Shipments of Sludge Headed to West Texas

By Camaron Abundes   
NewsWest 9

ANDREWS CO.- A sign just before you drive into the City of Andrews spells out its core values: Andrews Loves God, Country, and Supports Free Enterprise. In the 1990's, city leaders living by that mantra wanted to diversify and went out in search of a new industry to bring to the area. The Mayor and other leaders toured hazardous waste sites around the state and commissioned studies on the land. In 1997, Waste Control Specialists, LLC, moved into a site 30 miles west of town.

"The community has been very supportive and we have been very open and honest about what we're doing." Tom Jones, Waste Control Specialists Vice President for Community Relations, said.

The W.C.S. site is currently expanding. Construction crews are already hard at work digging an additional landfill behind the RCRA landfill. The Texas Commission on Environmental Quality recently authorized the disposal of low-level radioactive waste at the site.

"It brings more jobs into Andrews." Local Resident John Wheeler told NewsWest 9.

The expansion and construction at the site is adding more than 50 new jobs. Currently, W.C.S. employs 150 people. More than a quarter of its employees have a Bachelors Degree or higher Degree.

"If they built the plant and they have specialized people that actually take care of everything and they do their job correctly, we won't have problems," Wheeler said when asked about the site's proximity to town.

The Lone Star Chapter of the Sierra Club filed a lawsuit against the TCEQ for granting the permit to W.C.S. to dispose of low-level radio active waste. Neil Carman, Ph.D. says the TCEQ did not hold a public hearing before giving the authorization.

The new permit isn't the only concern for Carman. He says a hazardous waste project set to start this summer needs to be looked at by the EPA. The group wrote a letter to Lisa Jackson, appointed by President Barack Obama to head up the Environmental Protection Agency. Carman called for an environmental impact study for hauling soil from the Hudson River to West Texas and for storing the chemicals at the site.

"We're basically leaving this mess for future generations to cleanup," Carman said in a phone interview with NewsWest 9.

The EPA has already approved a plan for General Electric to dredge up a 40 mile stretch of the Hudson River. A GE plant pumped PCB's or polychlorinated biphenals into the river for years before the chemicals were deemed toxic. PCB's are manmade compounds that don't break down easily. EPA officials say the compound started to bio-accumulate in the fatty tissue of fish. PCB's are believed to cause cancer in humans, reproductive and immune system problems along with other health related issues.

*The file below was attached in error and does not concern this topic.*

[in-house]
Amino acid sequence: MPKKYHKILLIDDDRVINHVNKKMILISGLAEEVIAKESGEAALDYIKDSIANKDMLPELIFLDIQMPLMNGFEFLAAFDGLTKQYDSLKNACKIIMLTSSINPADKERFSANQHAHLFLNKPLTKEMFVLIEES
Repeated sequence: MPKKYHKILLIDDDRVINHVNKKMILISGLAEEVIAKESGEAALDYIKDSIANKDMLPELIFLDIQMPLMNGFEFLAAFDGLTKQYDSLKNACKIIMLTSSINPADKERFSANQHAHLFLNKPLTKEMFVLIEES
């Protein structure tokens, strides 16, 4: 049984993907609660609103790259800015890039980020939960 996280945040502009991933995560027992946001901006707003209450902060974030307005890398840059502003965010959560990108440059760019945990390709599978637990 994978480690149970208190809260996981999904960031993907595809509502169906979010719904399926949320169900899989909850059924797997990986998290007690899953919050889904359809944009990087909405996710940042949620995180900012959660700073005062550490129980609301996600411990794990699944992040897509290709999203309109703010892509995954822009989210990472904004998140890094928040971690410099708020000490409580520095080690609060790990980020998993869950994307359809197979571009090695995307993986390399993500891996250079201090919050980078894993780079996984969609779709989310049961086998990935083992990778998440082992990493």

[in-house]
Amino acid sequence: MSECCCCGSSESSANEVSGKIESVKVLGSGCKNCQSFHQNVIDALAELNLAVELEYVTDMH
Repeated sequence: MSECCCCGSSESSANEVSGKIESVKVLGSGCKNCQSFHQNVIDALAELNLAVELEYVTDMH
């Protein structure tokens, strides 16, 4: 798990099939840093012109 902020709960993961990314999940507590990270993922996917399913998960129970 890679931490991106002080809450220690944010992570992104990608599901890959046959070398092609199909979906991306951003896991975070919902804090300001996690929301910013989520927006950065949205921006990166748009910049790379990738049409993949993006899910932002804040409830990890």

An EPA spokesperson told NewsWest 9 in a phone interview, the cleanup is one of the largest in U.S. history.

"They can come out with all the studies they want, but I just don't see how it's possible to really contain all that kind of stuff," Andrews Resident Bob Swearingen, said.

The Waste Control Specialists site has accepted PCB's for years, but the latest project set to start in May or June is on a much larger scale. The project requires a crew to lay an additional line of railroad track around the disposal site and the purchase of a rail car. W.C.S. already has a strip of track that runs into the facility. The project will start when the Hudson River thaws. Trains will begin hauling soil from New York to West Texas.  81 rail cars will arrive every other day up to the next seven years.

"Just by moving the material to West Texas won't neutralize it, that material will still be highly toxic for hundreds of years in these drums," Carman said about the EPA approved plan to remove the sediment from the river bed in New York.

An EPA spokesman also told NewsWest 9, the size and scope of the project makes it impossible to neutralize the PCB's found at the Hudson River Superfund Site. The only viable option for GE is to remove the soil. Carman is concerned the site in Andrews has not been properly characterized by W.C.S. scientists and he says there is a risk of groundwater contamination.

"We've had geologists, and hydro-geological experts, who look at the soil out there and they think the site has some serious problems with it," Carman said.

Andrews pumps its city water from two well fields more than 30 miles from the site. City Manager Glen Hackler says the early studies on the site showed no risk of groundwater contamination.

W.C.S. spokesman Tom Jones III, says groundwater does not exists below the landfill. The company also retains an environmental team on staff.

"We don't have any groundwater under the site, we're sitting on six to eight hundred feet of red bed clay, which is almost impossible for liquids to go through." Carman said.